By Karen D. Lorentz
Most everyone grows up knowing what Memorial Day, the Fourth of July, and Thanksgiving stand for. But Labor Day? A day that celebrates work by having the day off?
This holiday marks the end of vacations for school children and families and the beginning of a new school year. It has become a three-day weekend when many people take trips, have picnics, attend get-togethers, or do other special things that mark the end of summer. It is a time when a spirit of playful togetherness prevails.
Behind that celebratory spirit lies the American belief in the dignity of work and a desire to recognize the great efforts and work that went into making this country a successful nation.
Labor Day was first celebrated on Sept. 5, 1882, in New York City. At the suggestion of Peter J. McGuire, the Central Labor Union held a Labor parade. The celebration included 10,000 workers marching around Union Square, picnics, dancing, fireworks, and speeches.
McGuire had suggested that there be a holiday “representative of the industrial Spirit — the great vital force of every nation.”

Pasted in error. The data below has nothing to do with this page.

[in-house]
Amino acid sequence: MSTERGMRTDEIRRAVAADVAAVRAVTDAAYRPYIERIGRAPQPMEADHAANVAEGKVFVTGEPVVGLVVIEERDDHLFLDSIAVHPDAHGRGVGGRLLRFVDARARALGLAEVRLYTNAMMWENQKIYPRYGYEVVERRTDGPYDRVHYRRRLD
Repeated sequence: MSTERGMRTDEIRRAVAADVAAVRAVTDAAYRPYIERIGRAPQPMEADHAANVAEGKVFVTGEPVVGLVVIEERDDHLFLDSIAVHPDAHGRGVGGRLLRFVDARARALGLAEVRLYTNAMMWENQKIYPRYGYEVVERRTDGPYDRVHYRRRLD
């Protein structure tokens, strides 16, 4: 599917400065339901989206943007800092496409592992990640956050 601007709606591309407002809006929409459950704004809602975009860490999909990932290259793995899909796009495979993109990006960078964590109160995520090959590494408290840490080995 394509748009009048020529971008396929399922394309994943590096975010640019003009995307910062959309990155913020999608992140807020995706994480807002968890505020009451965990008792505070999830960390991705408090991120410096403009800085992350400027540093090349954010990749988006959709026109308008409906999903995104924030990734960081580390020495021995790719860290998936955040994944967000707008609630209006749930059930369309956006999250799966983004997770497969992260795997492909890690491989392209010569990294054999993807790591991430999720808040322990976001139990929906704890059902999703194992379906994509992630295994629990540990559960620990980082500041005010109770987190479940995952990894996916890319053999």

A second Labor Day celebration was held in 1883. In 1884, the Knights of Labor passed a resolution designating the first Monday of September as the time for an annual Labor Day.
McGuire had suggested this date because it came at “the most pleasant season of the year” and fell “nearly midway between the Fourth of July and Thanksgiving filling a gap” in the sequence of holidays.
In February 1887, Oregon became the first state to officially recognize the holiday. New Jersey followed in April and in May New York legalized the holiday. Thirty states celebrated Labor Day as a legal holiday by 1893. Today all the states recognize Labor Day.
Originally this holiday was tied to the militancy of the Labor Movement. The 19th century Industrial Revolution brought about a large and very real “working class” of men and women running machines in plants and factories. As they grew in numbers, they began to organize and seek better working conditions and higher wages. They also sought to improve the status of working people and to remove the connotation of feudal service or slavery of one man subservient to another.
Labor Day confirmed a strong belief in the dignity of the working man and woman and recognized the contribution of their labor to the newly industrialized United States.
Today, the holiday is generally recognized as a family time or the unofficial end of summer, and although the celebration may have lost some it its original meaning, the day still stands as a reminder of the American belief in the importance and dignity of all work.